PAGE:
20090222, 12:49  #1 
Dec 2008
you know...around...
3^{2}·71 Posts 
Primes in millennia
I had spent some time looking for the successive record minimum number of primes in a "millennium", i.e. intervals between ...000 and ...999.
This is how far I've gotten: Code:
# of pr. millennium 168 0,___ 135 1,___ 127 2,___ 120 3,___ 119 4,___ 114 5,___ 107 7,___ 106 10,___ 103 11,___ 102 14,___ 98 16,___ 94 18,___ 92 29,___ 90 38,___ 88 40,___ 85 43,___ 80 64,___ 76 88,___ 73 168,___ 71 180,___ 69 212,___ 68 293,___ 67 356,___ 63 452,___ 61 555,___ 59 638,___ 58 871,___ 54 913,___ 53 1,637,___ 52 2,346,___ 46 3,279,___ 43 7,176,___ 42 14,420,___ 38 15,369,___ 36 36,912,___ 35 51,459,___ 34 96,733,___ 33 113,376,___ 31 141,219,___ 28 200,315,___ 27 233,047,___ 26 729,345,___ 25 951,847,___ 24 1,704,275,___ 23 1,917,281,___ 22 2,326,985,___ 21 2,937,877,___ 20 6,973,534,___ 18 7,362,853,___ 17 12,838,437,___ 16 26,480,476,___ 15 34,095,574,___ 13 162,661,473,___ 12 304,552,694,___ 10 378,326,417,___ 9 1,252,542,156,___ 8 3,475,851,270,___ 7 6,603,973,861,___ 6 7,613,200,181,___ So I thought if I never ask, I may never find out about the gap  the first millennia with 5, 4, 3, 2 primes and one prime respectively. Is someone out there who can provide this information? Last fiddled with by mart_r on 20090222 at 12:50 
20090222, 15:12  #3  
Dec 2008
you know...around...
3^{2}·71 Posts 
Quote:
Yet 1) there are also some other sequences I still like to submit but I think they are too unimportant * and 2) I'm a bit unsure about what numbers I should choose: 0, 1, 2, 3, 4, 5, 7, 10 ... as the constant digits of the interval or 1, 2, 3, 4, 5, 6, 8, 11 ... as it being the nth millennium. * Though there are so many "unimportant" sequences in the database compared to others that aren't in there which I think make it unnecessarily unwieldy.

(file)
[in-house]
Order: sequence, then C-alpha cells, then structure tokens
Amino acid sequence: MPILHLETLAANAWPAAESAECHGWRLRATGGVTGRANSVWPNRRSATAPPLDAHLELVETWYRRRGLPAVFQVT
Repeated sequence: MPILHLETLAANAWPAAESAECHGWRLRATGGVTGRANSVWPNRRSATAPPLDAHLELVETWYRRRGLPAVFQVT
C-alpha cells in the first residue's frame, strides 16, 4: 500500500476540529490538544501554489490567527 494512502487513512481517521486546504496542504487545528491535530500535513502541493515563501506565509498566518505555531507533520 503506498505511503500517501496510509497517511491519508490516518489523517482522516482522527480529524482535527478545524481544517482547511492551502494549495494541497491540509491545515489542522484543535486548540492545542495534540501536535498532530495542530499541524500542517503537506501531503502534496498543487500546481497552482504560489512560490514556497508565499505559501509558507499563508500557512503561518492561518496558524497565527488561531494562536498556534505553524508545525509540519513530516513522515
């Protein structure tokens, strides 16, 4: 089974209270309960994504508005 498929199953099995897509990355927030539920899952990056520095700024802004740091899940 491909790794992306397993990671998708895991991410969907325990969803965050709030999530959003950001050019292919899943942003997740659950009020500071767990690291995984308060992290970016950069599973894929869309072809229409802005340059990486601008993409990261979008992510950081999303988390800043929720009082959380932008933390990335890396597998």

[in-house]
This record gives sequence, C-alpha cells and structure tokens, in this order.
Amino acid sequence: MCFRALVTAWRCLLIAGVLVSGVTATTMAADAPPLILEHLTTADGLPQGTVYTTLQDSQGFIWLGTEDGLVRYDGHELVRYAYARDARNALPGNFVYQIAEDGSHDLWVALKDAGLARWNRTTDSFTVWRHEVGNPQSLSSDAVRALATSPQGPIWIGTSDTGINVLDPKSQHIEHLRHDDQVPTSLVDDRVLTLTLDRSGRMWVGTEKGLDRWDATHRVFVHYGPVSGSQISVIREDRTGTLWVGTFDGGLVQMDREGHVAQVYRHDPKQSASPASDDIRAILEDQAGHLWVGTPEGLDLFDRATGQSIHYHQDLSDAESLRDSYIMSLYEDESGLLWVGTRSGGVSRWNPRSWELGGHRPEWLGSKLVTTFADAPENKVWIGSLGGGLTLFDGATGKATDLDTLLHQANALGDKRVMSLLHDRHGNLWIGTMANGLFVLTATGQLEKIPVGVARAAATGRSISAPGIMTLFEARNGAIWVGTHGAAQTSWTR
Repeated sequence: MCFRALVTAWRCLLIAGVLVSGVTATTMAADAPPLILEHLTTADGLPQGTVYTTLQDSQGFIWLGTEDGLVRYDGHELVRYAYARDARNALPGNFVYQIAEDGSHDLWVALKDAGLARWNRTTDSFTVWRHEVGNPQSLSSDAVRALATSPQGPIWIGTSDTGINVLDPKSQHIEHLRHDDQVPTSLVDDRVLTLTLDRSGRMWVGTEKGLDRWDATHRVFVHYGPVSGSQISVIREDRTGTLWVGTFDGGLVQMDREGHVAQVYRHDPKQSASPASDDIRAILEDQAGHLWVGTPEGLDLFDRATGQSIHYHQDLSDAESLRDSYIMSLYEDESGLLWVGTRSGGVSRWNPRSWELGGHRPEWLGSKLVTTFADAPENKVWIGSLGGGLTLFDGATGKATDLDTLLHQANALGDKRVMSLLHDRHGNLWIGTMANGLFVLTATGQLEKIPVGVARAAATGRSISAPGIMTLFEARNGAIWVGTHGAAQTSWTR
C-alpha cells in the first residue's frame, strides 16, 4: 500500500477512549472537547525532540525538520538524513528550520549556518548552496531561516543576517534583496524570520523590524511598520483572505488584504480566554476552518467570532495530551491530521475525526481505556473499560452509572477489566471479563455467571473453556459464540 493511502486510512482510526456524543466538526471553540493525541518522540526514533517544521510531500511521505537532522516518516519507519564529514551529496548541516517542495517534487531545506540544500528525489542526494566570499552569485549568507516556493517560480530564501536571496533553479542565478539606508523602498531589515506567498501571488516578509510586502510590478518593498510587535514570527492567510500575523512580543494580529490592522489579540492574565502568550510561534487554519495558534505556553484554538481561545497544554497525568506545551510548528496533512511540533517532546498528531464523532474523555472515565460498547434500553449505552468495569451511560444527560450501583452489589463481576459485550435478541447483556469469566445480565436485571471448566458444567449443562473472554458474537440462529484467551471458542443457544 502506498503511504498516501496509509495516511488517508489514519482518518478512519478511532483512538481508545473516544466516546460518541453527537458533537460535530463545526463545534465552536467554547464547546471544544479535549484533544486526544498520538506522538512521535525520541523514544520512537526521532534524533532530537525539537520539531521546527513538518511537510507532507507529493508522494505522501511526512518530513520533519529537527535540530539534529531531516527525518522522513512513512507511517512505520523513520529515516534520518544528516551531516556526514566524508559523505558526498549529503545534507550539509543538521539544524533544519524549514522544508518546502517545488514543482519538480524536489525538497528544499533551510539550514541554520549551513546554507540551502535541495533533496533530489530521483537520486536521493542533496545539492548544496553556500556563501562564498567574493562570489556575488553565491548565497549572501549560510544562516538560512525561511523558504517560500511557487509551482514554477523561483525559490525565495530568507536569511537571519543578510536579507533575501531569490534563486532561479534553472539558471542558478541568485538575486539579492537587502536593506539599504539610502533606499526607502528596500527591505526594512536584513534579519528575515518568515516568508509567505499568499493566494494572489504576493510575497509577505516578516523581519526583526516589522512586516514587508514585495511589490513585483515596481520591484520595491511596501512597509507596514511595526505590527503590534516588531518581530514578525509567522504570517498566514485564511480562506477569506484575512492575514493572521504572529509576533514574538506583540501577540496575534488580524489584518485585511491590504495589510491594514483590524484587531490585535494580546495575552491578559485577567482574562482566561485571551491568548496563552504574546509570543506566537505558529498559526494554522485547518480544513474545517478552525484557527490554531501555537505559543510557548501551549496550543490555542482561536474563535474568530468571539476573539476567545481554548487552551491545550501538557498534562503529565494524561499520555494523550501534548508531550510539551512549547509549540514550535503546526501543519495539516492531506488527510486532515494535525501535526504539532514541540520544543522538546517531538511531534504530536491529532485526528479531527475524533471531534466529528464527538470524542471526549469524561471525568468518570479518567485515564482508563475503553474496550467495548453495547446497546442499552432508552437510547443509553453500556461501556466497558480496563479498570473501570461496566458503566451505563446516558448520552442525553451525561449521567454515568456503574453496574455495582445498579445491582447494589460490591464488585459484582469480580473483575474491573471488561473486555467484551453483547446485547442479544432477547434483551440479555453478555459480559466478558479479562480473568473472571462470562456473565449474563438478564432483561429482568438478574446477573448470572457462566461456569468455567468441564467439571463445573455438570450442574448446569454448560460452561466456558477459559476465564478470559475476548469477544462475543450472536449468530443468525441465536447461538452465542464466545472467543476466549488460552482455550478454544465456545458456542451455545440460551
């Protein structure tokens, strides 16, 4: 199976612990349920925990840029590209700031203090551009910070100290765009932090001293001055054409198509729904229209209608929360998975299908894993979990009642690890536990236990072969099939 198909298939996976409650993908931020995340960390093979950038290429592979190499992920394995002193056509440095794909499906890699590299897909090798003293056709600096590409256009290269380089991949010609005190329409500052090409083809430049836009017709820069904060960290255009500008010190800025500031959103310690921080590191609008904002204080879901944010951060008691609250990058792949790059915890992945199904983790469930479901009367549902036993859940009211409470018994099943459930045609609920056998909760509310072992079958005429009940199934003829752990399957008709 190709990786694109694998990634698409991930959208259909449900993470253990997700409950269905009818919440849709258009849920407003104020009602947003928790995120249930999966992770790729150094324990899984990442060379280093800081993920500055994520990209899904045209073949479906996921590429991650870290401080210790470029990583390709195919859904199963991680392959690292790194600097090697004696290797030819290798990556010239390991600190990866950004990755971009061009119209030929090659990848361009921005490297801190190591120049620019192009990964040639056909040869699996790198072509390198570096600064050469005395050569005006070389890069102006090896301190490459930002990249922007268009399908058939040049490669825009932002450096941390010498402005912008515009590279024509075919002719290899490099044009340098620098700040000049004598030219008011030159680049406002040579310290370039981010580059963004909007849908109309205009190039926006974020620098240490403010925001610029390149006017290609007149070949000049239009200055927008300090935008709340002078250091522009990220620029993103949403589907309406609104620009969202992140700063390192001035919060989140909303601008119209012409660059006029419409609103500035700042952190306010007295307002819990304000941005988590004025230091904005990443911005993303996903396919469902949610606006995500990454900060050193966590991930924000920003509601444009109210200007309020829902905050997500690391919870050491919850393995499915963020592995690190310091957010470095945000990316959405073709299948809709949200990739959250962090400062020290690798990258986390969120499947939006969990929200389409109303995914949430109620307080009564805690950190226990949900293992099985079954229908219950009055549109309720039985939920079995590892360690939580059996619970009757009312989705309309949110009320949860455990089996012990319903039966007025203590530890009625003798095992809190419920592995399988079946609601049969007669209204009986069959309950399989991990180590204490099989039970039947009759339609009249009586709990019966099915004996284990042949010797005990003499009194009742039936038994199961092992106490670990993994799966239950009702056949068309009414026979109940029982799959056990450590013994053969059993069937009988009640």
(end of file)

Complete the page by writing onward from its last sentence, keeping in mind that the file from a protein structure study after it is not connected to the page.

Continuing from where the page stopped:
20090222, 15:24  #4  
Feb 2007
2^{4}·3^{3} Posts 
Quote:
PS1: On a second thought, "record indices of A038823" (in decreasing sense: n such that A038823(n) is lower than all A038823(k) with k<n), would correspond to the former choice ; I think this is preferrable. Quote:
PS: I think the last argument is flawed... :( ! But don't mind... Let's say, a nontrivial "records" sequence for an existing sequence with Anumber < 50000, which supposedly takes several hours of CPU time (7613200000  7613400000 took me about 10 mins) is always worth submitting. Last fiddled with by m_f_h on 20090222 at 15:39 Reason: several reasons... 

20090222, 17:48  #5 
Aug 2006
1761_{16} Posts 
Ditto. I prefer the 0th, 1st, ... 'millennia' counting primes from 1000n to 1000(n+1).

20090222, 19:29  #6  
Dec 2008
you know...around...
3^{2}×71 Posts 
Quote:
I hope all terms I submitted are appearing later. Or do they generally make a cut after three lines? (by the way  look at this comparison: there are 13 primes between 162,661,473,001 and 162,661,474,000, but 70 primes between 166,007,963,001 and 166,007,964,000 ) 

20090222, 19:52  #7 
Aug 2006
3^{2}×5×7×19 Posts 
They only display three lines. Other terms can be submitted as a bfile.
Last fiddled with by CRGreathouse on 20090222 at 19:52 Reason: fix spacing 
20090302, 17:50  #8 
Dec 2008
you know...around...
3^{2}·71 Posts 
I'm not very confident about this bfilethingy.
With the sequence itself appearing in the database within 48 hours, I'm now waiting for more than five days for the bfile (which I think is especially important here) to show up. Should I wait another few days or try to resend it? 
20090302, 18:09  #9 
Aug 2006
3^{2}×5×7×19 Posts 
Give it two weeks.

20090304, 19:16  #10 
Dec 2008
you know...around...
3^{2}×71 Posts 
Yep, it's updated now.
Another thing I'd like to share is "primes in a quadratic pattern", i.e. p ± n*(n+1) for a run of n's (say up to 12 or 13, starting from 0). I've searched p+n(n+1) to 37*10^12 some time ago and am now with pn(n+1), currently at ~ 4*10^12. Strangely, the OEIS only lists a sequence for n=0...6, and nothing else. That would require me to send about 18 separate sequences. I was thus thinking about a single sequence for each p+ and p, listing ten (or more) terms successively for each n. Any opinions/suggestions? 
20090304, 19:30  #11  
Nov 2003
2^{2}·5·373 Posts 
Quote:


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